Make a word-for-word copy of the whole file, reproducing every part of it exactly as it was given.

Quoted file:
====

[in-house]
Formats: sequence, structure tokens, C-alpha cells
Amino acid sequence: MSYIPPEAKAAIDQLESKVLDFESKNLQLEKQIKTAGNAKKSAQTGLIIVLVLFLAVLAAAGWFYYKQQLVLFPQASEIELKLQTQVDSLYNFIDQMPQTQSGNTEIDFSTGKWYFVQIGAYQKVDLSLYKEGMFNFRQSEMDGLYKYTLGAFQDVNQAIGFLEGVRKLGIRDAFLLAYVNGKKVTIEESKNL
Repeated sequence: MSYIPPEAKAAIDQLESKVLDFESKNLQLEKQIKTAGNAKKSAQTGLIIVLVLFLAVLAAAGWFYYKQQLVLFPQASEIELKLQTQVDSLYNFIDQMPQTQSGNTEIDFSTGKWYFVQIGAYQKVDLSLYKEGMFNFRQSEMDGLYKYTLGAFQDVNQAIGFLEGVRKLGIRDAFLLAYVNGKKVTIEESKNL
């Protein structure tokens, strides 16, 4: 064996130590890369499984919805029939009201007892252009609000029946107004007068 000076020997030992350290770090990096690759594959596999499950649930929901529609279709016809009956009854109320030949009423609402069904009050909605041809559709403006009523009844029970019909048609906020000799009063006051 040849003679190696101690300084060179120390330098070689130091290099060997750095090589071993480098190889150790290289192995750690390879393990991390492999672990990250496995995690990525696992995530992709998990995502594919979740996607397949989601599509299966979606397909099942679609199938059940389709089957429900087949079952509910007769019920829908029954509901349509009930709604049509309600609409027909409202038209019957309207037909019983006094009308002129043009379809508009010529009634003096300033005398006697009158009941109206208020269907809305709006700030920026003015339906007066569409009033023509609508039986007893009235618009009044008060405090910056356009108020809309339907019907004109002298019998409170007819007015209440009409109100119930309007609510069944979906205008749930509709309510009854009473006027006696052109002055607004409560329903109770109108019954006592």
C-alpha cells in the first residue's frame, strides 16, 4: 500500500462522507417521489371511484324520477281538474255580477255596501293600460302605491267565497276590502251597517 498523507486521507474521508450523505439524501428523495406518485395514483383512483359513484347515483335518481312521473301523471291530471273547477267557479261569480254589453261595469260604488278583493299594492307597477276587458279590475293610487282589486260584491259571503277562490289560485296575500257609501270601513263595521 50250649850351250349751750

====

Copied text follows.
[in-house]
Formats: sequence, structure tokens, C-alpha cells
Amino acid sequence: MSYIPPEAKAAIDQLESKVLDFESKNLQLEKQIKTAGNAKKSAQTGLIIVLVLFLAVLAAAGWFYYKQQLVLFPQASEIELKLQTQVDSLYNFIDQMPQTQSGNTEIDFSTGKWYFVQIGAYQKVDLSLYKEGMFNFRQSEMDGLYKYTLGAFQDVNQAIGFLEGVRKLGIRDAFLLAYVNGKKVTIEESKNL
Repeated sequence: MSYIPPEAKAAIDQLESKVLDFESKNLQLEKQIKTAGNAKKSAQTGLIIVLVLFLAVLAAAGWFYYKQQLVLFPQASEIELKLQTQVDSLYNFIDQMPQTQSGNTEIDFSTGKWYFVQIGAYQKVDLSLYKEGMFNFRQSEMDGLYKYTLGAFQDVNQAIGFLEGVRKLGIRDAFLLAYVNGKKVTIEESKNL
């Protein structure tokens, strides 16, 4: 064996130590890369499984919805029939009201007892252009609000029946107004007068 000076020997030992350290770090990096690759594959596999499950649930929901529609279709016809009956009854109320030949009423609402069904009050909605041809559709403006009523009844029970019909048609906020000799009063006051 040849003679190696101690300084060179120390330098070689130091290099060997750095090589071993480098190889150790290289192995750690390879393990991390492999672990990250496995995690990525696992995530992709998990995502594919979740996607397949989601599509299966979606397909099942679609199938059940389709089957429900087949079952509910007769019920829908029954509901349509009930709604049509309600609409027909409202038209019957309207037909019983006094009308002129043009379809508009010529009634003096300033005398006697009158009941109206208020269907809305709006700030920026003015339906007066569409009033023509609508039986007893009235618009009044008060405090910056356009108020809309339907019907004109002298019998409170007819007015209440009409109100119930309007609510069944979906205008749930509709309510009854009473006027006696052109002055607004409560329903109770109108019954006592």
C-alpha cells in the first residue's frame, strides 16, 4: 500500500462522507417521489371511484324520477281538474255580477255596501293600460302605491267565497276590502251597517 498523507486521507474521508450523505439524501428523495406518485395514483383512483359513484347515483335518481312521473301523471291530471273547477267557479261569480254589453261595469260604488278583493299594492307597477276587458279590475293610487282589486260584491259571503277562490289560485296575500257609501270601513263595521 50250649850351250349751750